Global growth will only be moderately affected by Brexit. In Europe, where there will be months of uncertainty affecting business and consumer sentiment, we expect a larger impact. Interest rate levels of government bonds have reached all-time low levels, including negative nominal yields in countries like France, Italy or Spain. Many investors have not yet realized that this will have a major influence on future return generation.
The US FED should delay any interest rate hike to either December or next year (if the Brexit impact is contained) to prevent derailing the global economy and not to be perceived as politically biased in the US election race. Tight US election polls would add to market volatility as a Trump government would be negative for Emerging Markets in particular.
Emerging Markets led by China are slowly turning the corner and offering better value, especially as the USD stabilizes and does not resume its acceleration path. A continued cautious approach to investing is warranted given the macro uncertainties. Volatility will persist, but some positive performance should ensue.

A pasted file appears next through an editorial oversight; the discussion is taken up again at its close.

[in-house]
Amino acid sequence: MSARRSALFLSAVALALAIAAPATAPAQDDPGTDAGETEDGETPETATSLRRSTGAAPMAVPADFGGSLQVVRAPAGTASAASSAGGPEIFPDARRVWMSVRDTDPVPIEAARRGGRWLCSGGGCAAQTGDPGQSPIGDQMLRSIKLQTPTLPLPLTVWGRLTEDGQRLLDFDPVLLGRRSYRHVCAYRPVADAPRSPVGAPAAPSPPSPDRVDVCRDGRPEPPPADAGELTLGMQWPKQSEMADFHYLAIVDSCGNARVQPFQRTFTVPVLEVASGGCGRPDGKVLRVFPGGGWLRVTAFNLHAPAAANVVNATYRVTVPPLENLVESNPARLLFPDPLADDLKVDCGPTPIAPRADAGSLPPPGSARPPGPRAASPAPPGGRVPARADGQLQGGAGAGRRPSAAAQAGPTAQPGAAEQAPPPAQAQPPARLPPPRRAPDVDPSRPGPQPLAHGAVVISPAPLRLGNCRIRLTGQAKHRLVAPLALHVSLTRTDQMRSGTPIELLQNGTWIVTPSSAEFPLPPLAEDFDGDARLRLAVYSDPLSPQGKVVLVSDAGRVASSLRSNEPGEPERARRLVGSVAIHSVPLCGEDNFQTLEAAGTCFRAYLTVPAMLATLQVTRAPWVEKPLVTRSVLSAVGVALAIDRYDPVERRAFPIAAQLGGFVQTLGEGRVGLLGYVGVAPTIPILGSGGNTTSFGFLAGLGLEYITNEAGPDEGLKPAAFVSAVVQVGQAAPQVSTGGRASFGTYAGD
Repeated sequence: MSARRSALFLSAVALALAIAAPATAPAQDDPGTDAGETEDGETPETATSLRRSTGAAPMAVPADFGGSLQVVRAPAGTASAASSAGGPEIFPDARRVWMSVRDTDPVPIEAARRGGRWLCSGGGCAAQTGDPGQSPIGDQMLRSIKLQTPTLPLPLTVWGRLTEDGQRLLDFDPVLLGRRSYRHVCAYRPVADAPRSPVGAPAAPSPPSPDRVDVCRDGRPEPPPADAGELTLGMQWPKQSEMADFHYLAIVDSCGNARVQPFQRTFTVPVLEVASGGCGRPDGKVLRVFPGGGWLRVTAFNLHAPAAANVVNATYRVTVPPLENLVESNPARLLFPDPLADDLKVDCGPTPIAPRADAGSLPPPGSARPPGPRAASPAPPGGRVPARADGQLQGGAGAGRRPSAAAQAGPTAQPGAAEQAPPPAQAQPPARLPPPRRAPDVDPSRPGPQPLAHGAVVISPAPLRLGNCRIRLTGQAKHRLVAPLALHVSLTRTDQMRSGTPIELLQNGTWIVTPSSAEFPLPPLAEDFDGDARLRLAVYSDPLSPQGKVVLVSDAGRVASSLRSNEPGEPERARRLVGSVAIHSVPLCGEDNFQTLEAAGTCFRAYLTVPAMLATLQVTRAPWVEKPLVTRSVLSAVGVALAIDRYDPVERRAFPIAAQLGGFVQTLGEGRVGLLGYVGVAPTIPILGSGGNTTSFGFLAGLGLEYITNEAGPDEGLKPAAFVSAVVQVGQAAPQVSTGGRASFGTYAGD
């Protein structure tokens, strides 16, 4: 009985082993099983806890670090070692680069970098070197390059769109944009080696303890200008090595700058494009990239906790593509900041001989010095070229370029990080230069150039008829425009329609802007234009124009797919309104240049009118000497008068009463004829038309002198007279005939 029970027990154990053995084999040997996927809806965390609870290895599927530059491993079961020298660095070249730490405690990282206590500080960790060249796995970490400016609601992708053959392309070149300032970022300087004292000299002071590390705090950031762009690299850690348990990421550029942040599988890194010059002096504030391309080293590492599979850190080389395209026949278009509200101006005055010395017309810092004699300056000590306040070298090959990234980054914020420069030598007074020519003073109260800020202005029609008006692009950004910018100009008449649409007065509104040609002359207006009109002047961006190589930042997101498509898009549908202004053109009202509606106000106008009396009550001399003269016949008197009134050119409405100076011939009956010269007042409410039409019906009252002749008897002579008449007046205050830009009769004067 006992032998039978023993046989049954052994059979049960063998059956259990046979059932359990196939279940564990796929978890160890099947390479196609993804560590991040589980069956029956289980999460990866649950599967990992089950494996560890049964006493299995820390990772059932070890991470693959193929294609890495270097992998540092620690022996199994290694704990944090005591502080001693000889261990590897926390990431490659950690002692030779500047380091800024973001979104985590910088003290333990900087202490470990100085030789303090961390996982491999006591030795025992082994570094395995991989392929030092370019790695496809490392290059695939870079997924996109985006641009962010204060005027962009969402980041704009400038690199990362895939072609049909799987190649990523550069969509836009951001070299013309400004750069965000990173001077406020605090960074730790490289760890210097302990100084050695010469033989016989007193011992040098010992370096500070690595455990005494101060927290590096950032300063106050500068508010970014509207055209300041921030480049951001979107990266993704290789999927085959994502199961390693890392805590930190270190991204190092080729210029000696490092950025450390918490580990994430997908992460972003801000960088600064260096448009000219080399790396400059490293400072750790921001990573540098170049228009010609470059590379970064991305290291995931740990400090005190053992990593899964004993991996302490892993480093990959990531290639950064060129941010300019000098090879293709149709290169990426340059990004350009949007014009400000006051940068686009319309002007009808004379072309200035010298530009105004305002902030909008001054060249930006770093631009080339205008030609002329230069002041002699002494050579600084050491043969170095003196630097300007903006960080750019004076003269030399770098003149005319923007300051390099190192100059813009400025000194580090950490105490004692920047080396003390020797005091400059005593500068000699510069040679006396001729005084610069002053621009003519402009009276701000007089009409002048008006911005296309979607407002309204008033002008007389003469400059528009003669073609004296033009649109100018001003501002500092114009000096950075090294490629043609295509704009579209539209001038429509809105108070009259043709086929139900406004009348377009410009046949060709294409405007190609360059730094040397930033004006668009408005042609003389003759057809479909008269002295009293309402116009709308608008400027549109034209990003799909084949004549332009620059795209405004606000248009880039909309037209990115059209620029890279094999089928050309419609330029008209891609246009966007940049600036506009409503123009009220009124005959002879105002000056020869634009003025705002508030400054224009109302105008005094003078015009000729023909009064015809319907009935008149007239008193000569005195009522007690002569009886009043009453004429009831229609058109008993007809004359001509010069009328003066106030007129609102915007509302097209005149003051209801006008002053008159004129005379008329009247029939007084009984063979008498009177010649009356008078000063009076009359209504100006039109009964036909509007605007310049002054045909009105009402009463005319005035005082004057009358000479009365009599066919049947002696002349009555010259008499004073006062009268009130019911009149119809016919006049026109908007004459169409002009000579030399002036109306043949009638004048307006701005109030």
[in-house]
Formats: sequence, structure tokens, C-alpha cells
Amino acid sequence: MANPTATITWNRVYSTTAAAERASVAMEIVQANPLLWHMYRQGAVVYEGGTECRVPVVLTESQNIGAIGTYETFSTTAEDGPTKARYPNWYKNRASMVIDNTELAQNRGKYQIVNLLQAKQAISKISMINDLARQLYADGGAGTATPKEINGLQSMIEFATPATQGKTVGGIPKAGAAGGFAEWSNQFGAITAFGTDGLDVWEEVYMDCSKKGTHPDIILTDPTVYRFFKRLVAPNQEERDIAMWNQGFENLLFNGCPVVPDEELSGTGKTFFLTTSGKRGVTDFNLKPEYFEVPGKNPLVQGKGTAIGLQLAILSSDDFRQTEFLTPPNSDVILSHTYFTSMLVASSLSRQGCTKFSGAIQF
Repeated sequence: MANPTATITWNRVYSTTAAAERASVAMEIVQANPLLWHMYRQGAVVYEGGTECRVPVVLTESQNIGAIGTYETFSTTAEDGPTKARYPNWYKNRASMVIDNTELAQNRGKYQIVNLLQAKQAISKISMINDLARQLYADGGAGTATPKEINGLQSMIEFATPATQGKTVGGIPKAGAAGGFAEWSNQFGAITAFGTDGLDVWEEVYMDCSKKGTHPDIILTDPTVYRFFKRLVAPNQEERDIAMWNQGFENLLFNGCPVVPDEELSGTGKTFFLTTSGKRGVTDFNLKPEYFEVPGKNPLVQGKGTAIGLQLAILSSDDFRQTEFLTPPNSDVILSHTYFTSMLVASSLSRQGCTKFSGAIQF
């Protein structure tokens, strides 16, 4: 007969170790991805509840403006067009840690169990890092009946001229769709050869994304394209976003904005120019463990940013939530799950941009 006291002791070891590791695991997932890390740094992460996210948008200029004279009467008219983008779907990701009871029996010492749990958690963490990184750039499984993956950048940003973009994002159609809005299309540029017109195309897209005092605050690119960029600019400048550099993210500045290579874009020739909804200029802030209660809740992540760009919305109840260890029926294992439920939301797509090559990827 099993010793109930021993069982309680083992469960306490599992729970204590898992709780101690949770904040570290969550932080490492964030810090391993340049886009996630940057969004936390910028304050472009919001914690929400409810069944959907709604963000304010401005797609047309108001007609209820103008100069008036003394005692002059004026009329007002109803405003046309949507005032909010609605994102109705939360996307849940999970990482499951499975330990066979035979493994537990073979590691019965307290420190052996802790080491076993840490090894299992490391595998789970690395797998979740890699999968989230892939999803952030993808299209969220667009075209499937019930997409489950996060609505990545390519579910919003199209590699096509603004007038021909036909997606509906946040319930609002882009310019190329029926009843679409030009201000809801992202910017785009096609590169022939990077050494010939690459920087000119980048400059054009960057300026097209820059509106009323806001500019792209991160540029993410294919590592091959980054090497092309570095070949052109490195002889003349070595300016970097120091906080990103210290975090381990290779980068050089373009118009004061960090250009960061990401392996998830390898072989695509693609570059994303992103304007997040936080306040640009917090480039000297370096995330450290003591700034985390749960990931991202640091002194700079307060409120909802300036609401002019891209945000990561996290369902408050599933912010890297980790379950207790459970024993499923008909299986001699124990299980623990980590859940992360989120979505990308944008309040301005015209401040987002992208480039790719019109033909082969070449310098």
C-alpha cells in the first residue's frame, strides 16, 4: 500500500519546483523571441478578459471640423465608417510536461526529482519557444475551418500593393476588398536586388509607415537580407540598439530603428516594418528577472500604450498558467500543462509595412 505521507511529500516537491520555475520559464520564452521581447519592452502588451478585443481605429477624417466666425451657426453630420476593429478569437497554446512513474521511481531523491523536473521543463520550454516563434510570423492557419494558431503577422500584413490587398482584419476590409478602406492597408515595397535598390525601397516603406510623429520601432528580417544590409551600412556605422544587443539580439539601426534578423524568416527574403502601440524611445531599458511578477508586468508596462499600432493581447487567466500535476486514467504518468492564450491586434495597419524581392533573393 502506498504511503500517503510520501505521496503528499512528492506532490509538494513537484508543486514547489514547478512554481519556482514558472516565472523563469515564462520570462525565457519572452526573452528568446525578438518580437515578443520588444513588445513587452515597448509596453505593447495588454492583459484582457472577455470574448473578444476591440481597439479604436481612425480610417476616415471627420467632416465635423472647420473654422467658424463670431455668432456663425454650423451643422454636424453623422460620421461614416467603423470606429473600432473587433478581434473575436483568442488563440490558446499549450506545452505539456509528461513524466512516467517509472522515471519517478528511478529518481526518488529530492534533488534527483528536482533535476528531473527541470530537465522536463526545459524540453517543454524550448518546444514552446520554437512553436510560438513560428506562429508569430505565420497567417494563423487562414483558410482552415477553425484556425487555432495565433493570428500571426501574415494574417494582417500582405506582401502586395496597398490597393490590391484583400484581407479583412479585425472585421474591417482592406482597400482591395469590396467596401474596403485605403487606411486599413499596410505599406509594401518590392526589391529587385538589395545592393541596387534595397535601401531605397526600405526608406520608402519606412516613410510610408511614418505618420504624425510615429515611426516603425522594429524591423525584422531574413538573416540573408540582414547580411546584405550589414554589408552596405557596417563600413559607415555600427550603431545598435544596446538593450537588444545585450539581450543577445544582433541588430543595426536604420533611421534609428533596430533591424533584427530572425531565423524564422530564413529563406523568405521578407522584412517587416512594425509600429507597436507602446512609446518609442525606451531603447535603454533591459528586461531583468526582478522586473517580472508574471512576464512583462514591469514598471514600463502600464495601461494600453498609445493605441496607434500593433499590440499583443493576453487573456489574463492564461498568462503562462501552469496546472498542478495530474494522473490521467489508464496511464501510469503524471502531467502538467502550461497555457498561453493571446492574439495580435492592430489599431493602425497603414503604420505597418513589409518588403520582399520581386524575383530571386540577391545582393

Equities are not very attractive on a risk-reward basis but still can offer the best nominal expected performance. We prefer Emerging Markets valuations over the US while Europe will face headwinds.
A prolonged low growth economic cycle is supportive for high yield bonds and loans in the US and in Europe. Default rates will slightly increase, however, they are mainly concentrated on the commodity sector. Emerging Markets Bonds in both local and hard currencies are still displaying interesting value.